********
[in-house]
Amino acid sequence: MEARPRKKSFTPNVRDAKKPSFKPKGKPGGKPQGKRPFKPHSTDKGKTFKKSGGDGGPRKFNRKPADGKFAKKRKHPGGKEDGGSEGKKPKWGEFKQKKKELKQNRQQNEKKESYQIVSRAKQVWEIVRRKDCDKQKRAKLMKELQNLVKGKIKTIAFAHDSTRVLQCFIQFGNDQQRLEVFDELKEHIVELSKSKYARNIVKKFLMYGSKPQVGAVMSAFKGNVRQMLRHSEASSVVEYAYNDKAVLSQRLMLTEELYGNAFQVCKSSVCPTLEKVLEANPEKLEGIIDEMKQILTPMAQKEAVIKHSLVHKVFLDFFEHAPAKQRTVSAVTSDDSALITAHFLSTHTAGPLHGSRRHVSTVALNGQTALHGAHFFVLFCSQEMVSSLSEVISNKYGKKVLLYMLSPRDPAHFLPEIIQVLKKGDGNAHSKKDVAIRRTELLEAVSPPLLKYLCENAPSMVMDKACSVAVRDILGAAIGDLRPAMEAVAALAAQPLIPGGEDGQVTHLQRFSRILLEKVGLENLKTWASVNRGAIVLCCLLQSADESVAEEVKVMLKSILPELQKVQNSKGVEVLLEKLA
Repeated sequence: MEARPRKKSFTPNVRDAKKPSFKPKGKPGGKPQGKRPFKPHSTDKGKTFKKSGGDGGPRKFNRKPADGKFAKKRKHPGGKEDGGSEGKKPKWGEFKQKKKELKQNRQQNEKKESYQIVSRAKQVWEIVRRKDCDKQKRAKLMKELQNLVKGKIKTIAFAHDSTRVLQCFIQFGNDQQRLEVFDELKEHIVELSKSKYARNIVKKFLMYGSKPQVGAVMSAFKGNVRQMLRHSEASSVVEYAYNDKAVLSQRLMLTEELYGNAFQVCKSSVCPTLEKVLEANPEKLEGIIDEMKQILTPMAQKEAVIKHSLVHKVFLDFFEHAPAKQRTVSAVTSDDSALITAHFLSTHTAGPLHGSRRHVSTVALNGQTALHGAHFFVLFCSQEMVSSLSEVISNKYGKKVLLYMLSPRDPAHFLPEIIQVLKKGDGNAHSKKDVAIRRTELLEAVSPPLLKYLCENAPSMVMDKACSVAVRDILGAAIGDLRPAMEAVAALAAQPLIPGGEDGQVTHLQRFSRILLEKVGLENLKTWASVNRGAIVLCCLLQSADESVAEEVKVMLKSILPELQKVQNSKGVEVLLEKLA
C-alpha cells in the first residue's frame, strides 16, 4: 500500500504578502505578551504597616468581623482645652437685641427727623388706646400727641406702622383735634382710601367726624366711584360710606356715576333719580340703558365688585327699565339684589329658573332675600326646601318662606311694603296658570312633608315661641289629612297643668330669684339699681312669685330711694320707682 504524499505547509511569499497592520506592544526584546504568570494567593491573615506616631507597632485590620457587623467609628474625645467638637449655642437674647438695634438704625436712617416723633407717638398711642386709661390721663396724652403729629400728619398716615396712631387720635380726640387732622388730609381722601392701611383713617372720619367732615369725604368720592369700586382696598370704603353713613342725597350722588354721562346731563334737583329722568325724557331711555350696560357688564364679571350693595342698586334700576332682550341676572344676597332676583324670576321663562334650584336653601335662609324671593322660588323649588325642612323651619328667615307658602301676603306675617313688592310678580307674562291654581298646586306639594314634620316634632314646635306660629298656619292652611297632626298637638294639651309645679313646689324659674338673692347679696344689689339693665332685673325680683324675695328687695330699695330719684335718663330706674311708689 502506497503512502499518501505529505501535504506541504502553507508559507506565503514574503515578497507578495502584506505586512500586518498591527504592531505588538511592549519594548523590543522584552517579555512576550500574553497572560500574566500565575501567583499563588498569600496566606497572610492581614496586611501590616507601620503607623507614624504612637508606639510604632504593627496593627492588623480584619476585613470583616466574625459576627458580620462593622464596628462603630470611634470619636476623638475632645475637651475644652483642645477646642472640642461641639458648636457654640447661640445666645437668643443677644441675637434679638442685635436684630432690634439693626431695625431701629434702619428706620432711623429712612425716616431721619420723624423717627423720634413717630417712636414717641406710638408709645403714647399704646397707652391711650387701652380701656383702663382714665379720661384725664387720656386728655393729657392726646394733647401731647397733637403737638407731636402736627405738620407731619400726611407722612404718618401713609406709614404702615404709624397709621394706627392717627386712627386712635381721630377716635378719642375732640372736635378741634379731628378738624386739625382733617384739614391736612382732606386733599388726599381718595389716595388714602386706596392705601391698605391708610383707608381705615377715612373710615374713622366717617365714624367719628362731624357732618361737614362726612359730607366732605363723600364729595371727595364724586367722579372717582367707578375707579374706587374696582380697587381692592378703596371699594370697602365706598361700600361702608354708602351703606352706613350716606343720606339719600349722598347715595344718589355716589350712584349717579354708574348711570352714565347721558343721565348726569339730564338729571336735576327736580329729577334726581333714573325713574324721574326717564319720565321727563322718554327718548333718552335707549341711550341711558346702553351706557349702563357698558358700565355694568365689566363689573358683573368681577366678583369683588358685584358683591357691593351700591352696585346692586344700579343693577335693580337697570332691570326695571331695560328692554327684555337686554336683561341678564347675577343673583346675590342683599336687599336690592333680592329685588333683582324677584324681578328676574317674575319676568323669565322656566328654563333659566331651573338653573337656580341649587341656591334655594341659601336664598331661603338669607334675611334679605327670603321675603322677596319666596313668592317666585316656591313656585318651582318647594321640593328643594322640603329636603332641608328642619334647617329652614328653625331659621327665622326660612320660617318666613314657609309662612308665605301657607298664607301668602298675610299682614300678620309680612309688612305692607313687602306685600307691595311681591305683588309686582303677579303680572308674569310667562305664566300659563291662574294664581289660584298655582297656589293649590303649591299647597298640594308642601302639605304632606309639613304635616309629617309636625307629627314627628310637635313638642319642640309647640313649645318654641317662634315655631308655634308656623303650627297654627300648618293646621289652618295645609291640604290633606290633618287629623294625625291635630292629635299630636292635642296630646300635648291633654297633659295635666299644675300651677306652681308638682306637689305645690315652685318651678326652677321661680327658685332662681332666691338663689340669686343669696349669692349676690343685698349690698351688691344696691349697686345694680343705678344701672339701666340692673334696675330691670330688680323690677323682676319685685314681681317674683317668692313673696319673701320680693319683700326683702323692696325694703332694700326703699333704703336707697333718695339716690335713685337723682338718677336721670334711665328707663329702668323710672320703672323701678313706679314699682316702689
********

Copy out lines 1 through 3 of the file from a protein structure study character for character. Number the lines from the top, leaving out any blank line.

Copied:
[in-house]
Amino acid sequence: MEARPRKKSFTPNVRDAKKPSFKPKGKPGGKPQGKRPFKPHSTDKGKTFKKSGGDGGPRKFNRKPADGKFAKKRKHPGGKEDGGSEGKKPKWGEFKQKKKELKQNRQQNEKKESYQIVSRAKQVWEIVRRKDCDKQKRAKLMKELQNLVKGKIKTIAFAHDSTRVLQCFIQFGNDQQRLEVFDELKEHIVELSKSKYARNIVKKFLMYGSKPQVGAVMSAFKGNVRQMLRHSEASSVVEYAYNDKAVLSQRLMLTEELYGNAFQVCKSSVCPTLEKVLEANPEKLEGIIDEMKQILTPMAQKEAVIKHSLVHKVFLDFFEHAPAKQRTVSAVTSDDSALITAHFLSTHTAGPLHGSRRHVSTVALNGQTALHGAHFFVLFCSQEMVSSLSEVISNKYGKKVLLYMLSPRDPAHFLPEIIQVLKKGDGNAHSKKDVAIRRTELLEAVSPPLLKYLCENAPSMVMDKACSVAVRDILGAAIGDLRPAMEAVAALAAQPLIPGGEDGQVTHLQRFSRILLEKVGLENLKTWASVNRGAIVLCCLLQSADESVAEEVKVMLKSILPELQKVQNSKGVEVLLEKLA
Repeated sequence: MEARPRKKSFTPNVRDAKKPSFKPKGKPGGKPQGKRPFKPHSTDKGKTFKKSGGDGGPRKFNRKPADGKFAKKRKHPGGKEDGGSEGKKPKWGEFKQKKKELKQNRQQNEKKESYQIVSRAKQVWEIVRRKDCDKQKRAKLMKELQNLVKGKIKTIAFAHDSTRVLQCFIQFGNDQQRLEVFDELKEHIVELSKSKYARNIVKKFLMYGSKPQVGAVMSAFKGNVRQMLRHSEASSVVEYAYNDKAVLSQRLMLTEELYGNAFQVCKSSVCPTLEKVLEANPEKLEGIIDEMKQILTPMAQKEAVIKHSLVHKVFLDFFEHAPAKQRTVSAVTSDDSALITAHFLSTHTAGPLHGSRRHVSTVALNGQTALHGAHFFVLFCSQEMVSSLSEVISNKYGKKVLLYMLSPRDPAHFLPEIIQVLKKGDGNAHSKKDVAIRRTELLEAVSPPLLKYLCENAPSMVMDKACSVAVRDILGAAIGDLRPAMEAVAALAAQPLIPGGEDGQVTHLQRFSRILLEKVGLENLKTWASVNRGAIVLCCLLQSADESVAEEVKVMLKSILPELQKVQNSKGVEVLLEKLA